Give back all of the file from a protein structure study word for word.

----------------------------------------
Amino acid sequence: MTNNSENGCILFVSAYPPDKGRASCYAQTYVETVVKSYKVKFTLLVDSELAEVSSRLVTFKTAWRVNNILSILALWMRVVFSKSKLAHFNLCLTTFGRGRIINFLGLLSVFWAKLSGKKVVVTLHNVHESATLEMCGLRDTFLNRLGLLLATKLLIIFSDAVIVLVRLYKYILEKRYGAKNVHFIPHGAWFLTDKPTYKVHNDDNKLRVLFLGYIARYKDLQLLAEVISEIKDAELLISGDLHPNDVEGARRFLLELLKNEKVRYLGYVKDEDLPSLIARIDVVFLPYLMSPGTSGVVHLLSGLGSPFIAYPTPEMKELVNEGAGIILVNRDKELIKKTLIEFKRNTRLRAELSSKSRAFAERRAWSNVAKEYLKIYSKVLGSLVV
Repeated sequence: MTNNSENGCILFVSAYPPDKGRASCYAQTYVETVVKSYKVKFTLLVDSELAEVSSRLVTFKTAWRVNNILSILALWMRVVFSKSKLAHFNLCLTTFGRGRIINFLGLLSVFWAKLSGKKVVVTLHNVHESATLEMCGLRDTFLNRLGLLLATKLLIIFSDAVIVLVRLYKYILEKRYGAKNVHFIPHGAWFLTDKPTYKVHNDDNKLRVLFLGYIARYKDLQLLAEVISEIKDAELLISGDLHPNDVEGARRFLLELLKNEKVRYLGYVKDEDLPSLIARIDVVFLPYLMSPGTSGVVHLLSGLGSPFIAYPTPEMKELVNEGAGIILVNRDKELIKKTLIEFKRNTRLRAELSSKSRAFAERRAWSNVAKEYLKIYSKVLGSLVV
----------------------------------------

Amino acid sequence: MTNNSENGCILFVSAYPPDKGRASCYAQTYVETVVKSYKVKFTLLVDSELAEVSSRLVTFKTAWRVNNILSILALWMRVVFSKSKLAHFNLCLTTFGRGRIINFLGLLSVFWAKLSGKKVVVTLHNVHESATLEMCGLRDTFLNRLGLLLATKLLIIFSDAVIVLVRLYKYILEKRYGAKNVHFIPHGAWFLTDKPTYKVHNDDNKLRVLFLGYIARYKDLQLLAEVISEIKDAELLISGDLHPNDVEGARRFLLELLKNEKVRYLGYVKDEDLPSLIARIDVVFLPYLMSPGTSGVVHLLSGLGSPFIAYPTPEMKELVNEGAGIILVNRDKELIKKTLIEFKRNTRLRAELSSKSRAFAERRAWSNVAKEYLKIYSKVLGSLVV
Repeated sequence: MTNNSENGCILFVSAYPPDKGRASCYAQTYVETVVKSYKVKFTLLVDSELAEVSSRLVTFKTAWRVNNILSILALWMRVVFSKSKLAHFNLCLTTFGRGRIINFLGLLSVFWAKLSGKKVVVTLHNVHESATLEMCGLRDTFLNRLGLLLATKLLIIFSDAVIVLVRLYKYILEKRYGAKNVHFIPHGAWFLTDKPTYKVHNDDNKLRVLFLGYIARYKDLQLLAEVISEIKDAELLISGDLHPNDVEGARRFLLELLKNEKVRYLGYVKDEDLPSLIARIDVVFLPYLMSPGTSGVVHLLSGLGSPFIAYPTPEMKELVNEGAGIILVNRDKELIKKTLIEFKRNTRLRAELSSKSRAFAERRAWSNVAKEYLKIYSKVLGSLVV